Quilt Market is a whirlwind event lasting less than a week, but looks can be deceiving. Preparation for fall market (there are 2 each year) begins before spring market occurs. That’s right — we start on fall market before we get to the spring event. It’s a little mind-boggling to say the least.
The first thing that we do is submit our application to teach those wonderful 8-in-the-morning classes that happen at the beginning of each day. That’s the piece that happens 8 or 9 months before each market is held. Frankly, I find it interesting to plan a class for something I don’t even have in hand yet, but that’s the big world of business for you!
About 4 months before market, we have to submit our booth applications (with payments, of course), apply to teach Schoolhouse sessions, write our company descriptions for the big catalog, and all sorts of trivia. That’s trivia — not to be confused with trivial. Miss a deadline and you can find yourself with virtually no information in the catalog and standing in line at Houston to get name badges printed.
In the mean time, we are working on our new products, which can take 6 months or more to get through the development process. Product announcements need to be out to our distributors (the suppliers to your local quilt shops) a good 3 months before Quilt Market so they can get ready for market too. Then we have the ads for the magazines, and all that good stuff. It’s a good thing I have a highly organized assistant. It heads off that “my brain is going to explode” feeling that creeps up more than once in a while.
About 3 weeks before market, my good friend and travel companion Mary comes up to the office for a day. We boot everyone else out for a day in order to pack up the display, class materials and product that will be shipped for our booth.
A big part of our day is planning what to hang up on the “walls” in our booth. It’s easiest to lay it out on the floor in the office. (That’s why we kick everyone else out for the day — we can’t have anyone walking all over our pretty display!) It’s a wonderful day when the market shipment heads out the door in a brown truck. We can finally walk around the warehouse without tripping on stuff.
Then it’s on to the list of little things that I didn’t get done in time for our big shipment. And yes, there is always a list of those little things. I think I should take over Robbi Eklow’s title of “goddess of the last minute.” Or at least borrow it twice a year. (For the record, Robbi writes a wonderful column in Quilting Arts magazine titled Goddess Of The Last Minute — check it out!)
When we arrive at the convention center and find our booth, I always do a little happy dance and give my pallet of boxes a big hug! Woo hoo — everything has indeed arrived!
As much as we like to complain about the cost of getting stuff delivered to our booth, I find it perfectly amazing that the exposition service gets shipments from hundreds of vendors and generally gets them all to the right spot. Yes, stuff happens. But I’ve been very lucky. Every time I arrive at my booth, all of my cartons are wrapped on a pallet and waiting for me. Now we can get to work!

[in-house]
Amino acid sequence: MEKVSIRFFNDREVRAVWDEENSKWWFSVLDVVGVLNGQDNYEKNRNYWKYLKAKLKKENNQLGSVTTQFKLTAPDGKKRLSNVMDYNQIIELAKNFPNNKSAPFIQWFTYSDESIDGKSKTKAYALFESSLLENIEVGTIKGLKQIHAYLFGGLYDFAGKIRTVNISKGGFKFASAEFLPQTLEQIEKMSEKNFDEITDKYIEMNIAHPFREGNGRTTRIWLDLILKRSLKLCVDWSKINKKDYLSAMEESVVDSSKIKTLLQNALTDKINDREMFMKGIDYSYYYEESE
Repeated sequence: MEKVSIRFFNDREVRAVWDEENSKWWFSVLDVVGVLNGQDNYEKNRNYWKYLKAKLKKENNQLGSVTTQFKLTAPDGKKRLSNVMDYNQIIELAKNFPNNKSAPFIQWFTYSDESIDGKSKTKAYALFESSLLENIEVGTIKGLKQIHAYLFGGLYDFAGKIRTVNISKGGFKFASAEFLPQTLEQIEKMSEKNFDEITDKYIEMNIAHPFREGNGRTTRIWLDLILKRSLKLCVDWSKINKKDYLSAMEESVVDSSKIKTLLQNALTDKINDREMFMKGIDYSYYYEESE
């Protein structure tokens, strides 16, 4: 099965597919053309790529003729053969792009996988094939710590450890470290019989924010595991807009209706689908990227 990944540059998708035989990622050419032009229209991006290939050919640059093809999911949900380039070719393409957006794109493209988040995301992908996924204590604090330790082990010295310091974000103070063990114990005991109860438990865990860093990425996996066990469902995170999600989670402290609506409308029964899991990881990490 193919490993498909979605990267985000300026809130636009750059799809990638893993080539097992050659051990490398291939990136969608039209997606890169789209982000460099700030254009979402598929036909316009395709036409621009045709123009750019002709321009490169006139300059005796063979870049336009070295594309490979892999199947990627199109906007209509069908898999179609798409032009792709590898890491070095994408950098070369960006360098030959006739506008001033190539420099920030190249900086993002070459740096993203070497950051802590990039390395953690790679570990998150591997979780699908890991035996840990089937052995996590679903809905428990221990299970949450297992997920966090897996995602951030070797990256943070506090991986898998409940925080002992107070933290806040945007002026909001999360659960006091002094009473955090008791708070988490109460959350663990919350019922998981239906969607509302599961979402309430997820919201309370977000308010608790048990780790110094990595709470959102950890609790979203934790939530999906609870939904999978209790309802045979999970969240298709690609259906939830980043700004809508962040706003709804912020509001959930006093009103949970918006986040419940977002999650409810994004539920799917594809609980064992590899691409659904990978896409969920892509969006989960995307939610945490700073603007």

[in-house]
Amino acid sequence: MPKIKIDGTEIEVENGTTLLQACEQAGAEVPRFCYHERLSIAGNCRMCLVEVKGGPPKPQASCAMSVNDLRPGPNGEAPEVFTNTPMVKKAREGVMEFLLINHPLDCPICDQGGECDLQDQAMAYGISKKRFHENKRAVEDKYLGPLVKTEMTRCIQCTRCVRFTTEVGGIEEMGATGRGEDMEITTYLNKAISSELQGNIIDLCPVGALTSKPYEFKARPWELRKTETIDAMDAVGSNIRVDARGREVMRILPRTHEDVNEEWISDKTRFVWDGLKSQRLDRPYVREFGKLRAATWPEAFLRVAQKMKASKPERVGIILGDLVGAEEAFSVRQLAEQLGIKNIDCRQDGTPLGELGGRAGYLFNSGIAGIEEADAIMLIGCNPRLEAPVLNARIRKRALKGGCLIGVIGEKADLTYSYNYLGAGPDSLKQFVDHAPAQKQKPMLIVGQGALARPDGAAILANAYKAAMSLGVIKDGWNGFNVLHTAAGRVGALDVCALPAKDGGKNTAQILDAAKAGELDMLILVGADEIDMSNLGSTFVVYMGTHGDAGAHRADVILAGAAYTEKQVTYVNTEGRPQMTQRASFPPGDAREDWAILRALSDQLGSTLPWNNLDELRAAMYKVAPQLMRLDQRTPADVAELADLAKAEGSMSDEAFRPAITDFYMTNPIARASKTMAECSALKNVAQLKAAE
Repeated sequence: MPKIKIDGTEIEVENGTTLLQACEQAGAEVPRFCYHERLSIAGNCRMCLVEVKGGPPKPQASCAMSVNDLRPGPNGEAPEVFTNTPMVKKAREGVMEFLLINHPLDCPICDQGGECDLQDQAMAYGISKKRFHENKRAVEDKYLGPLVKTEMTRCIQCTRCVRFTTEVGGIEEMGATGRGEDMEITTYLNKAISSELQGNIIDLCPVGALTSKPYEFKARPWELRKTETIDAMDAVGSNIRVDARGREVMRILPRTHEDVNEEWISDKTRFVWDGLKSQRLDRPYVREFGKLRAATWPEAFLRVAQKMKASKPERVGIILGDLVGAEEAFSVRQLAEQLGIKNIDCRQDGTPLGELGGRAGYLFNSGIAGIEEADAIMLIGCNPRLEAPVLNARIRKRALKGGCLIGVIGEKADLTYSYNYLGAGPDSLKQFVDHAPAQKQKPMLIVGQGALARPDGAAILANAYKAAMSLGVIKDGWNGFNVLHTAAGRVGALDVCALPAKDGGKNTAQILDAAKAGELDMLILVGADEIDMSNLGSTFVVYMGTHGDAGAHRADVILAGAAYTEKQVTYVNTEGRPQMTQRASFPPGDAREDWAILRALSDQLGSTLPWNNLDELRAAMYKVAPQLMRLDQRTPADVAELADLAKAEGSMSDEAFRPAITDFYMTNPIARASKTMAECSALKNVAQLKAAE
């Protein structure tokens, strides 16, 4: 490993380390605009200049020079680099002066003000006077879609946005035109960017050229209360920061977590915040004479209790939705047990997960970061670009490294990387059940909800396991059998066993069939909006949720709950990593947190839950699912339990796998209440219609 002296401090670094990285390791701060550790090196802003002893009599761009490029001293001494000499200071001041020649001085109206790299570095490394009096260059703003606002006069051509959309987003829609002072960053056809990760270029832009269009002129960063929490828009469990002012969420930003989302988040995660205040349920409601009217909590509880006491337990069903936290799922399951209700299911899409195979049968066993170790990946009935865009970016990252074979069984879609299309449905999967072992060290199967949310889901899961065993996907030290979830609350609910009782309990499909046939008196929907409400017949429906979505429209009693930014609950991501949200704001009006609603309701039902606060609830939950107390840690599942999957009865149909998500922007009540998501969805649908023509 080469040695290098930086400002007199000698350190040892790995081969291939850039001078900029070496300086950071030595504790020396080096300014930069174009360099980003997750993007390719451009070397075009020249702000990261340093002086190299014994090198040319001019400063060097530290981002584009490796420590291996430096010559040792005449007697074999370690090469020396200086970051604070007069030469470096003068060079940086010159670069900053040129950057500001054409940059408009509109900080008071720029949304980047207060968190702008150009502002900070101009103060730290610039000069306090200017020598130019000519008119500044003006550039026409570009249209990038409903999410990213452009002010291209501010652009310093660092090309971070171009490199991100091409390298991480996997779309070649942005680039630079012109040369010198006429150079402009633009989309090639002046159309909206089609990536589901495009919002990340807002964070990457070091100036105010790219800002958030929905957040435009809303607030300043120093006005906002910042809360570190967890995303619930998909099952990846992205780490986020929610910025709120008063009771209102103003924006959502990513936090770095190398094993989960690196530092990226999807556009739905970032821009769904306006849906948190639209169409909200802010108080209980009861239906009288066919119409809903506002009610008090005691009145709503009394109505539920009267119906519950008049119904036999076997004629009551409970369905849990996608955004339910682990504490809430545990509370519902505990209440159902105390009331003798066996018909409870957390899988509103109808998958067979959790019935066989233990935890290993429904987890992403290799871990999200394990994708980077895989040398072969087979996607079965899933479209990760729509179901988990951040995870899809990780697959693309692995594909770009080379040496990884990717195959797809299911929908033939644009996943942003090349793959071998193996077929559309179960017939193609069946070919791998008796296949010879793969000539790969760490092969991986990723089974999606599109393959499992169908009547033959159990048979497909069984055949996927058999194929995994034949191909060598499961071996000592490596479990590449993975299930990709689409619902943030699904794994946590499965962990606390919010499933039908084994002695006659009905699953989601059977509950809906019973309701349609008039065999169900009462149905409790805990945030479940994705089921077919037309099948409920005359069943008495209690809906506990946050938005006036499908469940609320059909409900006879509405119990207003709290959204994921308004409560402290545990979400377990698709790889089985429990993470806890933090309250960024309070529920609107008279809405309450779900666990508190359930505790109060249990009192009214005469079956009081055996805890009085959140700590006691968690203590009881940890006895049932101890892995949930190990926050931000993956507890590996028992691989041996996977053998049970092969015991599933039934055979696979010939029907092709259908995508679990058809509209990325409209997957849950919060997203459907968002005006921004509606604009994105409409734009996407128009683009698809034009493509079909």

Day 1 is setup time. Mary and I do our best to get all the structural stuff up and ready. We hang and steam the curtains, hang the lights, get the tables skirted and covered and hang samples until we’re tired and ready for dinner. Then it’s off to dinner and the grocery store where we stock up on goodies for our lunches.
Day 2 brings Schoolhouse sessions and final setup. Schoolhouse is an 8-hour day-long extravaganza of short informational sessions for the shop owners to attend. It’s on a super tight schedule. Sessions are 15 or 30 minutes long with just 5 minutes between sessions. Whew! This year I have 2 schoolhouse sessions, right around noon. I hope everyone is not eating lunch!
At the end of day 2, many vendors participate in the big Sample Spree late-evening shopping event. I don’t. No way. I usually have an 8am class the next morning, so there is no way I’m going to take part in that crazy event. I need some sleep before the exhibit hall opens.
Here’s a quick photo of our booth last spring — before the hall opened and we got swamped with visitors. The only thing missing in this photo is my signature apron. Most people at market don’t recognize me without it!
Day 3-5 are the “official” days of Quilt Market when the exhibit hall is open. We get up very early (often 5:30) in order to get to the convention center in time to teach class at 8am. (That’s the classes we applied for 9 month ago…) After class, we have a full day of demos and conversations in the exhibit hall, followed by dragging our fannies out the door to dinner and doing the day’s paperwork.
The final day, of course, ends with tear-down. What goes up, must come down, and quickly. They actually have a pretty short time frame for getting everything packed up and out of the convention hall so they can start reconfiguring the hall for Quilt Festival, the big open-to-the-public event. Once our boxes are packed and the shipment is turned over to the expo staff, Mary and I head out to our favorite steak house for a hard-earned dinner. Then it’s one last night at the hotel before winging our way back to Minneapolis. And we’ll be very glad to be home!
That’s your “behind the scenes” look at Quilt Market. I get a kick out of friends who tell me they would just love to come and work for me at market. I always chuckle and tell them to be careful what they ask for! It’s fun and exciting, but it’s a lot of work. And frankly, we get very little time to wander around to check out the other vendors. But that’s good — it means we’re talking to customers!
Have a wonderful week. I’ll check in with you when I arrive home next week.